e to learn as foreigners from the townsmen, and to bring to completion whatever we hear. Antigone Father, toil-worn Oedipus, the towers thatring the city, to judge by sight, are far off; and this place is sacred, to judge from its appearance: laurel, olive, and vine grow thick-set; and a feathered crowd of nightingales makes music within. So sit here on this unshaped stone;you have travelled a long way for an old man. Oedipus Seat me, then, and watch over the blind. Antigone If time can teach, I need not learn that. Oedipus Can you tell me, now, where we have arrived? Antigone Athens I know, but not this place. Oedipus Yes, so much every traveller told us. Antigone Well, shall I go and learn what the spot is called? Oedipus Yes, child, if indeed it is inhabited. Antigone It surely is inhabited. But I think there is no need—I see a man nearby. Oedipus Setting off and coming toward us? Antigone He is at our side already. Speak whatever seems timely to you, for the man is her
Sophocles, Oedipus at Colonus (ed. Sir Richard Jebb), line 960 (search)
e the criminal, and not look around for a justification. Such then were the evils into which I came, led by the gods; and in this, I think, my father's soul, could it come back to life, would not contradict me.But you are not just; you are one who considers it a fine thing to utter every sort of word, both those which are sanctioned and those which are forbidden—such are your taunts against me in the presence of these men. And to you it seems a fine thing to flatter the renowned Theseus, and Athens, saying how well it is governed.Yet while giving such generous praise, you forget that if any land knows how to worship the gods with honors, this land excels in that. It is from her that you had planned to steal me, a suppliant and an old man, and tried to seize me, having already carried off my daughters.Therefore I now call on the goddesses here, I supplicate them, I beseech them with prayers, to bring me help and to fight on my behalf, that you may learn well what kind of men this city i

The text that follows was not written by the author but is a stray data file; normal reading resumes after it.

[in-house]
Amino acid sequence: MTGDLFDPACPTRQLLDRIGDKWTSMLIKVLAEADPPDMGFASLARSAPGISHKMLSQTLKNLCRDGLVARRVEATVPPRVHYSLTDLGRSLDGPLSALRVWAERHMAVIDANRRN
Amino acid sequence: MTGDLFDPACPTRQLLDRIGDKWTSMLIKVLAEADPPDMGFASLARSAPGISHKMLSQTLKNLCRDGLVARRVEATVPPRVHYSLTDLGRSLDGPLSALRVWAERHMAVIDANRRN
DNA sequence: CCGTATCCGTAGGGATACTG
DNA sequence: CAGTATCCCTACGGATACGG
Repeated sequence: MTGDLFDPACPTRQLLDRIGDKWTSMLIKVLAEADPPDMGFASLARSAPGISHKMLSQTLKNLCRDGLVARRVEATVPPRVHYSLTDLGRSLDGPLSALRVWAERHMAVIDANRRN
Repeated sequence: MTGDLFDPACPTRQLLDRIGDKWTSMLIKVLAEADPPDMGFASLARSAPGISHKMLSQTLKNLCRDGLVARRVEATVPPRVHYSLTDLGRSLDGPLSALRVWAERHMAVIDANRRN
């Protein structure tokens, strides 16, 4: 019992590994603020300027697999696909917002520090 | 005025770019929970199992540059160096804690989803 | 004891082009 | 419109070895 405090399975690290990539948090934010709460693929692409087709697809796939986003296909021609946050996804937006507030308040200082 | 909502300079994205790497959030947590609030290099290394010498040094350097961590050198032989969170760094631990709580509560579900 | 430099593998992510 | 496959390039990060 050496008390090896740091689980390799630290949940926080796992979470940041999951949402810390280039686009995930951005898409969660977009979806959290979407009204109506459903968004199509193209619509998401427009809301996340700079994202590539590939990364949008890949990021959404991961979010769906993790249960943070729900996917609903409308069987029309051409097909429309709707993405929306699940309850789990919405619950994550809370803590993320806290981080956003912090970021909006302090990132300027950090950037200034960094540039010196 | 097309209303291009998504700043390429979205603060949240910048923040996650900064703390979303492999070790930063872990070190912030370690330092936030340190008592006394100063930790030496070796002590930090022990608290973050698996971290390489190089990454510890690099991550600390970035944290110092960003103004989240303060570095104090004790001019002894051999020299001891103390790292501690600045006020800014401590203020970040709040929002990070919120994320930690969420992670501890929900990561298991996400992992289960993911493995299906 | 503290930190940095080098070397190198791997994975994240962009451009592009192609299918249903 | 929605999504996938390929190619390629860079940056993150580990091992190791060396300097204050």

Sophocles, Oedipus at Colonus (ed. Sir Richard Jebb), line 720 (search)
ourn his woes.Unhappy Oedipus, hear us, and come home! Justly are you summoned by all the Cadmeans, and most of all by me, since I—unless I am the worst of all men born—feel most sorrow for your woes, old man,when I see you, unhappy as you are, a stranger and a wanderer evermore, roaming in beggary, with one handmaid for your support. Ah, me, I had not thought that she could fall to such a depth of misery as that to which she has fallen—this poor girl!—as she tends forever your dark life amid poverty; in ripe youth, but unwed: a prize for the first passerby to seize. Is it not a cruel reproach—alas!—that I have cast at you, and me, and all our race?But indeed an open shame cannot be hidden. Oedipus, in the name of your ancestral gods, listen to me! Hide it, and consent to return to the city and the house of your ancestors, after bidding a kind farewell to this city. Athens is worthy; yet your own city has the first claim on your reverence,since it was Thebes that nurtured y
Sophocles, Oedipus at Colonus (ed. Sir Richard Jebb), line 1751 (search)
Enter Theseus. Theseus Cease your lament, children! Where the favor of the nether night is stored up, there is no room for sorrow; divine retribution would follow. Antigone Son of Aegeus, we supplicate you! Theseus To obtain what desire, my children? Antigone We want look with our own eyes upon our father's tomb. Theseus It is not right to go there. Antigone What do you mean, lord, ruler of Athens? Theseus Children, he told me that no one should draw near that place, or approach with prayer the sacred tomb in which he sleeps. He said that, so long as I saw to this, I would always keep the country free from pain.The divinity heard me say these things, as did the all-seeing Oath of Zeus. Antigone If this is his intention, we must be content with it.Send us to ancient Thebes, in case we may somehow stop the bloodshed that threatens our brothers. Theseus I will do both this and whatever other favorable service I can, for youand for the newly-departed under the earth, according